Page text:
Two concurrent models were fit to the conductance measurements and compared with each other. The first model assumes a simple Ohmic relation between voltage and current. The second model accounts for saturation at larger voltages. The first model is a straight line passing through the origin, its slope being the only free parameter. The second model is a hyperbolic tangent describing a sigmoidal curve that is symmetric about the origin; the sigmoid has two free parameters, an amplitude and a scale.
Western Blot Analysis
The influence of lipids on DCD-1L conformation was analyzed by Western blotting (
). A culture of S. aureus 113 in the exponential phase was harvested, washed twice with the indicated buffer, and suspended in the same buffer. The cells were diluted to a final concentration of 106 cfu/ml in buffer. The bacteria were incubated at 37 °C for 2 h with the respective peptide, and a 1:100 dilution of the samples was plated in triplicate on Luria-Bertani agar. After incubation for 20 h at 37 °C the surviving S. aureus 113 colonies were counted.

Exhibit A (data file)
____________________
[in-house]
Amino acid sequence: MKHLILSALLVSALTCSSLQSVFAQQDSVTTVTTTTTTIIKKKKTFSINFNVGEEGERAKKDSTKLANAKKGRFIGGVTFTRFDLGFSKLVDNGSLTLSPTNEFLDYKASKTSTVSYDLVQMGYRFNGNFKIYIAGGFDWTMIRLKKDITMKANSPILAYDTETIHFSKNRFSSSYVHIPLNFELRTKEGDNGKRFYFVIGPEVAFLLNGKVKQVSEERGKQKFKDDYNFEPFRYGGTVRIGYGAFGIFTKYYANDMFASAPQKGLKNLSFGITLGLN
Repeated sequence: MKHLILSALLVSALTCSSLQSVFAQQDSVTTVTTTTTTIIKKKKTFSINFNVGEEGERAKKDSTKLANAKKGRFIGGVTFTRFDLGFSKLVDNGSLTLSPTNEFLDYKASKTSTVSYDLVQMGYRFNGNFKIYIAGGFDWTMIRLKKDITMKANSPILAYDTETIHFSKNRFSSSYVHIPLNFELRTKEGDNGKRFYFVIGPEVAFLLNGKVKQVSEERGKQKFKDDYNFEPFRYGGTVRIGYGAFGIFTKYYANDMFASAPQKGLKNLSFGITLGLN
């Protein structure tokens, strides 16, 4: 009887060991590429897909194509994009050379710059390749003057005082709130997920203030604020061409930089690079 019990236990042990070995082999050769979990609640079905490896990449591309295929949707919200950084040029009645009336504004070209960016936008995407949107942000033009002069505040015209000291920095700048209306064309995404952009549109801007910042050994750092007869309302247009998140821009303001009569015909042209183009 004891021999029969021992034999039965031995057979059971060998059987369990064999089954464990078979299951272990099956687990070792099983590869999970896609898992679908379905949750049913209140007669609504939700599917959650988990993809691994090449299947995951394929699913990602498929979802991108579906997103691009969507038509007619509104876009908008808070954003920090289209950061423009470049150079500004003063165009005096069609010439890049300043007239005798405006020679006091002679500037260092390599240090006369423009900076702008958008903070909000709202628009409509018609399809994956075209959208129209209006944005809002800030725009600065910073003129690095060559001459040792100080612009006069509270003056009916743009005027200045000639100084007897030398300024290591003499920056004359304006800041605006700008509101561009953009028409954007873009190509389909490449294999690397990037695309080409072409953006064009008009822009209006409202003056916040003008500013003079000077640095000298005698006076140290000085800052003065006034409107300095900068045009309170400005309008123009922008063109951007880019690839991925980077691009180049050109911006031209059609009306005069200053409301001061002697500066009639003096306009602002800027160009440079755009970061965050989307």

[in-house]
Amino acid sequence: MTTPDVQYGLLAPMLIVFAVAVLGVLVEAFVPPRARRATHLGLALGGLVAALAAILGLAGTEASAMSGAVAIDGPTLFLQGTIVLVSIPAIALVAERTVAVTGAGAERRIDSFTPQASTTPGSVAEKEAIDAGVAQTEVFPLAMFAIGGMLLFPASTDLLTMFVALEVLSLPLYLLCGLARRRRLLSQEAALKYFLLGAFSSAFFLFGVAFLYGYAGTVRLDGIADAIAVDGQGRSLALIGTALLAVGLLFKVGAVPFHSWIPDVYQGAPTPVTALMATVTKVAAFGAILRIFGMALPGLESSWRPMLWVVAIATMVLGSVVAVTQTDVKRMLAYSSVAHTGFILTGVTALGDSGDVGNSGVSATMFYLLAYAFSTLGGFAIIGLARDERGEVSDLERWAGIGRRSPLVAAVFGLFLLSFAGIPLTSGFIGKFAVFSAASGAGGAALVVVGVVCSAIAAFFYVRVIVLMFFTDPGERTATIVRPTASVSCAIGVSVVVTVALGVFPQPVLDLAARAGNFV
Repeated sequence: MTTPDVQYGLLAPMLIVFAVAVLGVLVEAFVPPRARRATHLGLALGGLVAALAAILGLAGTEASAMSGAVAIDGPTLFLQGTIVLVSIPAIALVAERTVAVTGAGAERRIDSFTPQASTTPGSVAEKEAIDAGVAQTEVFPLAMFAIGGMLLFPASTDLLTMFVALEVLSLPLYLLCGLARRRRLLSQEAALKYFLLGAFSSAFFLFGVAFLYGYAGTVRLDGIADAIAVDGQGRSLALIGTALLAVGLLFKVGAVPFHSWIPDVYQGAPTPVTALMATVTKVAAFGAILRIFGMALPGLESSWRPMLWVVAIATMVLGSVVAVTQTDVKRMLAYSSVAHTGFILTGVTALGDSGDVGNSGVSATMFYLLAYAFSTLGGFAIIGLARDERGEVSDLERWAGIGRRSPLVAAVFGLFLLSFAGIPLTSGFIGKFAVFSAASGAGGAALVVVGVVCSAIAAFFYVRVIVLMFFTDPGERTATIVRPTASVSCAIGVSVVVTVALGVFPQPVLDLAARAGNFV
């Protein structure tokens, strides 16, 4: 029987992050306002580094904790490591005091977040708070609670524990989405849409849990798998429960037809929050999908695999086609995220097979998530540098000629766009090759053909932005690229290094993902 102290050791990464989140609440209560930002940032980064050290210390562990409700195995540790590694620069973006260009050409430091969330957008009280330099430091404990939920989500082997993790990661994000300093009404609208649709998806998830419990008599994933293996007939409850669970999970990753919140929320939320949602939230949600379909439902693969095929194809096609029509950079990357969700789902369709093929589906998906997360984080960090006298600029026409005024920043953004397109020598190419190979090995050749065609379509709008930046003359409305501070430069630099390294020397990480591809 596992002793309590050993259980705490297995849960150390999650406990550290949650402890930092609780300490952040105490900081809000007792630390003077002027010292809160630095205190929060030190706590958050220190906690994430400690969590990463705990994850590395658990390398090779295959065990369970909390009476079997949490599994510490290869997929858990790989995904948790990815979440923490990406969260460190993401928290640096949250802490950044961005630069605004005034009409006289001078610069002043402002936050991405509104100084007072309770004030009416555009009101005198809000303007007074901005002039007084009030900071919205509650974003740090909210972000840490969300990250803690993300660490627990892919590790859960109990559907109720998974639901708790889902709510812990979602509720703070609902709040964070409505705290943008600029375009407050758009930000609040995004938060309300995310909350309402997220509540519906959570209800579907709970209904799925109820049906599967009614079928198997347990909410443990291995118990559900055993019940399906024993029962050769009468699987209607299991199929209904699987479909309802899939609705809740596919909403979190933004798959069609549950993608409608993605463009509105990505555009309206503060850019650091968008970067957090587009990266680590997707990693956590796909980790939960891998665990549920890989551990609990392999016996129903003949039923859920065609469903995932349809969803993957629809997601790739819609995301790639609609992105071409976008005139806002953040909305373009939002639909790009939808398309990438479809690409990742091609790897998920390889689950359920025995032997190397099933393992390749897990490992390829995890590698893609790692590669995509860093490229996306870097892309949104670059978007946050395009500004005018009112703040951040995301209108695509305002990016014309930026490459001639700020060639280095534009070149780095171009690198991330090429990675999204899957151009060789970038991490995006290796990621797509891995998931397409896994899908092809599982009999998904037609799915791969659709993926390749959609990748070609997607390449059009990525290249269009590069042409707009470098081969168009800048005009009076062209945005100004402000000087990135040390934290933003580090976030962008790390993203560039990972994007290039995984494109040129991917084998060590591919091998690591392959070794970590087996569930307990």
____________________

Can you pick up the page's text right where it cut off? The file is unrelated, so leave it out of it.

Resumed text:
The influence of monovalent or divalent ions on antimicrobial activity of DCD-1L was tested by addition of 10 μm salts (either NaCl, ZnCl2, MgCl2, or CaCl2) to 10.3 μm DCD-1L. Both were incubated for 1 h at 25 °C and then tested against S. aureus in 33.3 mm sodium phosphate (pH 6.0) in the cfu assay and as control only against the buffer with the additional salts. In a second step, 4.15 μm DCD-1L was preincubated with 50 μm EDTA for 1 h at 25 °C, tested against the bacteria in 25 mm Tris-HCl (pH 6.5) as well as buffer with EDTA alone. The data shown are the mean values of at least three independent experiments.
Secondary Structure of DCD-1L upon Contact with Membrane Phospholipids